How Mental Health is Perceived Across Cultures 

Culture is beautiful, it is also diverse within family levels, friends, communities, and a whole societal level. Culture plays an important role in mental health; practitioners must understand how culture can influence one’s understanding of the psychological state.

This study is on cultural manifestations of stigma and how they influence one’s view about mental health. A stigma is a blemish, a mark, or a feeling of strong disapproval an individual or society can have about something.

Stigma towards individuals with mental health issues can be a debilitating influence that prevents them from seeking the appropriate help needed. Each culture has its own view on how it sees mental health.


Mental Health Stigma in Different Cultures

In most pan-Asian countries, mental health issues are seen as a weakness and lack of self-control. Self-control is a value many Asian cultures uphold highly and the lack of it to them will bring shame to the family. A study conducted on mental health help-seeking attitudes from more than 19 Asian ethnicities living in the U.S. has shown that
having greater adherence to emotional self-control resulted in less positive attitudes. However, greater ethnic identity affirmation (how one feels either positive or negative about their ethnic background) was correlated with a more positive attitude towards seeking mental help. It seems that shamefulness can be a stigma against seeking help, but having a strong sense of belonging can aid in seeking help.

Africa:                                                                                                                                                                                                                                                                 Many African cultures connect mental illness with spiritual causes. African spirituality emphasises the development of one’s physical, psychological, social, economic, and spiritual well-being to become fully human. For instance, in Nigeria, any mental health issues are regarded as divine punishments. Individuals with mental health issues are stigmatised and treated unfavourably by the community. The stigma discourages these individuals from seeking the correct support.

Middle East:
Most countries of Middle Eastern cultures view mental health issues as a form of physical illness or divine punishment. Shame, gender role expectations, and the lack of knowledge about mental health are all contributing factors to stigmatisation in these communities, and some families are pushed to the side if any of them have mental health issues. A study on Jordanian adolescents has shown that mental health treatments did not worsen stigmatisation by the public or families. Rather, strong support and education on mental illnesses can be a major factor that drives out the fear of seeking mental help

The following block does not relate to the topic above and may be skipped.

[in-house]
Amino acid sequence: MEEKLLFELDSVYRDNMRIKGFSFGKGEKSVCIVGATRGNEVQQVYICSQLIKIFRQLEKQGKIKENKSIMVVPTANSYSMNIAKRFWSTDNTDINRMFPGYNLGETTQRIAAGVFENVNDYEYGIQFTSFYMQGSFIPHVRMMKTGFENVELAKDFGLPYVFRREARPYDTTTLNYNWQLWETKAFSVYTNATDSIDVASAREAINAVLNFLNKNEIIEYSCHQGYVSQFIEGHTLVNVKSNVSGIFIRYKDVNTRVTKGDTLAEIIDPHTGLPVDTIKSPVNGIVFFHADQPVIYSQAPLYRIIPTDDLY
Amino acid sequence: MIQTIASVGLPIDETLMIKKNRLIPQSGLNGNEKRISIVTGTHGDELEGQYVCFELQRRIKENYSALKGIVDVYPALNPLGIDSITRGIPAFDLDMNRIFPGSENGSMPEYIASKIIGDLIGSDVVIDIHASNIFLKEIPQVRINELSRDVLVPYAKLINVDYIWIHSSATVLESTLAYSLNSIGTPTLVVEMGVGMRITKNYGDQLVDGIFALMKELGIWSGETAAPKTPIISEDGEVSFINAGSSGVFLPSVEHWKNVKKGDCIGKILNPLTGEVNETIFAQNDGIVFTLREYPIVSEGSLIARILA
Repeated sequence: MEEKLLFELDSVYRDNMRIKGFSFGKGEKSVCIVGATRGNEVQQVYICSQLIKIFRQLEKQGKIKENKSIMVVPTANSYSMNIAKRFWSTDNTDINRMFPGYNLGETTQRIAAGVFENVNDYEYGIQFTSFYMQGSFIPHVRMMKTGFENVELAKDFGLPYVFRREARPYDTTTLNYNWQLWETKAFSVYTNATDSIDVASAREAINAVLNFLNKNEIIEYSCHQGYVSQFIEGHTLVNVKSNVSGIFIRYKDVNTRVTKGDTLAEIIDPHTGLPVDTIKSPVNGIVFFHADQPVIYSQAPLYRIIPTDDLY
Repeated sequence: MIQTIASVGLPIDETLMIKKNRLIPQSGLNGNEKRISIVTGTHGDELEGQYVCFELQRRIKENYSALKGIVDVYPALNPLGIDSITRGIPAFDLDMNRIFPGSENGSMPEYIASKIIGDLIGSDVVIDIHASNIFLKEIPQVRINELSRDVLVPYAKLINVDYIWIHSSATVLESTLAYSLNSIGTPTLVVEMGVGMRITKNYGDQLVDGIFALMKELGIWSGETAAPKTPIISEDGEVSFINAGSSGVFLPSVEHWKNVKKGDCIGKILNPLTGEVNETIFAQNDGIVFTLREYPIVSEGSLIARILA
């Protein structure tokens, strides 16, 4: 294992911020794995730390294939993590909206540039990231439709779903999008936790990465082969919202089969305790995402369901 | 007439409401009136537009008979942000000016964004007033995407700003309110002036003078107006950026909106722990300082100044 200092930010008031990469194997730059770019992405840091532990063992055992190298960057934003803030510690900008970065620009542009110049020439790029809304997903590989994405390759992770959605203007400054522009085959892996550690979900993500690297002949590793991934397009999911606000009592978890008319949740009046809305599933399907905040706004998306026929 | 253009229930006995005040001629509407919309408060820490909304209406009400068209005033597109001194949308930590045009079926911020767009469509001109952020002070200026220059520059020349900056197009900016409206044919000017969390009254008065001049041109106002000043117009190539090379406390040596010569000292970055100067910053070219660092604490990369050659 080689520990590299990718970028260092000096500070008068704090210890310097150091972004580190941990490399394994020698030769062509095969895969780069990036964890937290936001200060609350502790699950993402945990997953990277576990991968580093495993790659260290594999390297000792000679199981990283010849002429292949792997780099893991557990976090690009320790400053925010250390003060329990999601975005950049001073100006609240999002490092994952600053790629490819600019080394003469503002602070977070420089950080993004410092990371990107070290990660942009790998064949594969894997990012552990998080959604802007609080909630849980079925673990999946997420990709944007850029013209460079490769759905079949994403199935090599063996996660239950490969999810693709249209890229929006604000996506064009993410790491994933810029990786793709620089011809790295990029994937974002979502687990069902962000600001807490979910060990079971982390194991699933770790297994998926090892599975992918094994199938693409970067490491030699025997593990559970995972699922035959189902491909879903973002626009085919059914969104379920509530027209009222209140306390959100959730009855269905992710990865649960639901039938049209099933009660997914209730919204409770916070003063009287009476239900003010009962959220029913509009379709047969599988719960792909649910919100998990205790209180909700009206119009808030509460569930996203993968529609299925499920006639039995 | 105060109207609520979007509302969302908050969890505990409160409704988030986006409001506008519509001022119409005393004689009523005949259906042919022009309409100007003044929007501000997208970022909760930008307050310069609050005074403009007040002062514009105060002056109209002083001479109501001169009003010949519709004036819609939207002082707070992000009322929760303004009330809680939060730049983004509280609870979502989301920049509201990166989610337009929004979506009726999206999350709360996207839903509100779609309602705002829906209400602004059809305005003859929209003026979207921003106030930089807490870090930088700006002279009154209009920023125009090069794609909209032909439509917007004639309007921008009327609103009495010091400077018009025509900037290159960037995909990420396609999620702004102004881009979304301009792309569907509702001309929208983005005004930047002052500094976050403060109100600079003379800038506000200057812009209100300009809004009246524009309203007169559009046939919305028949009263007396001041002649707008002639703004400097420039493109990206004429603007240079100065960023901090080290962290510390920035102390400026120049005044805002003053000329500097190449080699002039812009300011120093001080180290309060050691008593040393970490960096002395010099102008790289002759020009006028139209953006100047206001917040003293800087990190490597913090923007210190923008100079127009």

Stigma in Western cultures stems from fear and misconception about mental health issues. For instance, a survey conducted in Australia in 2011 showed that the general population believed that some mental health issues were a problem of personal weakness and some other issues, especially phobias, were ‘not a real medical illness’ While mental health issue is recognised as a health issue in many Western societies, discrimination such as gender role expectations, workplace stigma, and self-stigmatisation continue.

Integrating Cross-Cultural Approaches for Practitioners
As shown, stigma can manifest at various levels, from individual levels, family, society, religious groups, and even from healthcare providers. If stigma may seem so rampant at multiple levels, how can we as practitioners begin to improve mental health for individuals or societies?

One way is to elevate cultural competency and educate yourself further with evidence-based approaches. Competency refers to having the awareness, knowledge, and skills to function effectively and appropriately. Cultural competency hence refers to functioning effectively and appropriately in culturally diverse situations. Training can be held for practitioners to be more educated on diverse cultures.

However, practitioners may need to move beyond cultural competency and seek partnerships with community-based mental health services. Cultural competency can be quite static or may require training when facing the constantly fluctuating nature of culture. Partnerships with local cultural communities may create a synergetic environment and a more effective mental health system that can be welcoming and stigma-reducing for individuals with mental health illnesses.

A cross-cultural perspective on mental health can be an ever-challenging endeavour in attempting to understand and provide better mental health care for those in need. In current times of growth, it is becoming easier to see the similarities and differences between cultures. Educating and speaking about mental health issues will help others see mental health not as some weakness, curse, or anything. By reading this blog you are taking the steps of curiosity to start paving the way for providing a culturally diverse practice within the mental health service.



Written by Matthew Jung




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